In October 1567, the Mughal forces of approximately 5,000 men led by Akbar surrounded and besieged 8,000 Hindu Rajputs in Chittorgarh Fort. Within a few months, Akbar’s ranks expanded to over 50,000 men and possibly more than 60,000 troops during the late phases of the siege, which ended in a decisive victory of the Mughals. The primary reason for Akbar’s attack was because the Rajput had begun to emerge as a dominant power after the defeat of the Lodi dynasty. The Rajputs were opposed to the rise of the Mughal Empire and often supported Akbar’s fellow Muslim rivals including Baz Bahadur, causing much tension in the region. Akbar set out on a series of campaigns against the Rajputs. In the year 1567 he fought many battles against the Rajputs and realized that the Rajput owned Chittorgarh Fort must be eliminated because it was used as a bastion for those who opposed him. On 23 October 1567, Akbar arrived and set up encampments. His personal presence in the battlefield was a message for the Rajput forces inside the fort that the siege was not a temporary affair. The next day, Akbar unleashed his powerful cannons, but within a few days of the siege it was evident that his mortars needed higher elevation. Akbar then ordered his men to build the Mohur Margi (Mohur Hill), also known as Coin Hill. After an arduous siege, Akbar ordered his men to lift baskets of earth during both day and night, in order to create a hill right in front of the fort by which the Mughal cannons could be placed. When the hill was completed, Akbar placed his cannons and mortars near its tip, but cannons were too slow to breach the thick stone walls of Chittorgarh Fort.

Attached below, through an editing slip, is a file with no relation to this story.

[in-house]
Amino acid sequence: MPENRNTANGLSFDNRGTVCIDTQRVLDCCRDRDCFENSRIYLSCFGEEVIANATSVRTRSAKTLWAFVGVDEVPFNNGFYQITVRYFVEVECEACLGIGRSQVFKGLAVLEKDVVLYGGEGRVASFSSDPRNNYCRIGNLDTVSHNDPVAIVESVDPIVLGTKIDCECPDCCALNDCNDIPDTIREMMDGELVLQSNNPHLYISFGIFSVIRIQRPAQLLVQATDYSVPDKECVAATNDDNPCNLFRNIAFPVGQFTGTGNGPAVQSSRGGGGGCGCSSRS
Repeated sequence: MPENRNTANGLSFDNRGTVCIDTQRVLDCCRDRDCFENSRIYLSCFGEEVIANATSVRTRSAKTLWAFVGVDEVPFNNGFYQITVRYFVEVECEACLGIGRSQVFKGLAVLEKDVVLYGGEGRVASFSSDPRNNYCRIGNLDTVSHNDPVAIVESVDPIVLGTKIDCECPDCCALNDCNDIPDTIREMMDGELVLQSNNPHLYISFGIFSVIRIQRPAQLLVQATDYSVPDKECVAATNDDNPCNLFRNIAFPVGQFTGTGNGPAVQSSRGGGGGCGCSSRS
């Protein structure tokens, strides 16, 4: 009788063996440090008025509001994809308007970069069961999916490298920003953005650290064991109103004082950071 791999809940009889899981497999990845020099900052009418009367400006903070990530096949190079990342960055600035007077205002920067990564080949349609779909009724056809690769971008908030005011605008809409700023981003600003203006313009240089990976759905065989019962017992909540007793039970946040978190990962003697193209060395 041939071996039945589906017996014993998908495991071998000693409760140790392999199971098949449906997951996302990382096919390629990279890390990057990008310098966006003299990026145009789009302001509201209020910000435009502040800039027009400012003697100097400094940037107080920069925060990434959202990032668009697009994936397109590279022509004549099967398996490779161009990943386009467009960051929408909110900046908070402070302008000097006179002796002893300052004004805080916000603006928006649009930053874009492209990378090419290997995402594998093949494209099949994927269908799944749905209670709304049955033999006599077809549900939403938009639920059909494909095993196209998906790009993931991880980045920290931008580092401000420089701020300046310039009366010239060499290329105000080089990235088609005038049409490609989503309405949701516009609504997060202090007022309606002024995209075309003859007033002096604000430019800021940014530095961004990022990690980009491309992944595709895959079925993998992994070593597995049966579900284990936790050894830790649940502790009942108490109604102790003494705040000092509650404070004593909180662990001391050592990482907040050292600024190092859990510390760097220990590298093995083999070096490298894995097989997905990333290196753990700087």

Akbar believed that the only way to achieve victory and break the deadlock was to blow a hole underneath Chittorgarh Fort. Akbar then organized his sappers to dig two tunnels and to plant two separate mines under the heavy stone walls of the fortress. More than 5000 Mughals then dug their way through a secret tunnel which neared the gates of Chittorgarh Fort, but one of the mines exploded prematurely during a military assault, killing about a hundred Mughal Sowars. The casualties on the Mughal side had risen to almost 200 men a day due to Rajput muskets and archers. As the siege of Chittorgarh continued, a massive Mughal army of nearly 60,000 gathered for battle. In this situation, Akbar had prayed for help for achieving victory and vowed to visit the tomb of the Sufi Khwaja at Ajmer if he was victorious. As the bombardment and the continuous assaults on Chittorgarh Fort continued, during one particular assault it is believed that a shot from Akbar’s own matchlock wounded or killed the commander of the already demoralized Hindu Rajputs. It was only when almost all the Rajput women committed Jauhar (self immolation) did The Mughals realize that the condition inside the fort was now out of control and that total victory was within grasp. The fortress of Chittor finally fell on February 1568 after a siege of four months, when it was stormed by the Mughal forces. Emperor Akbar ordered a general massacre and it is believed that thirty thousand soldiers and civilians were massacred in the aftermath. The only prominent commander who survived was Ram Singh Tomar of Gwalior, who later sacrificed his life in the battle field in famous Haldighati war of 1576.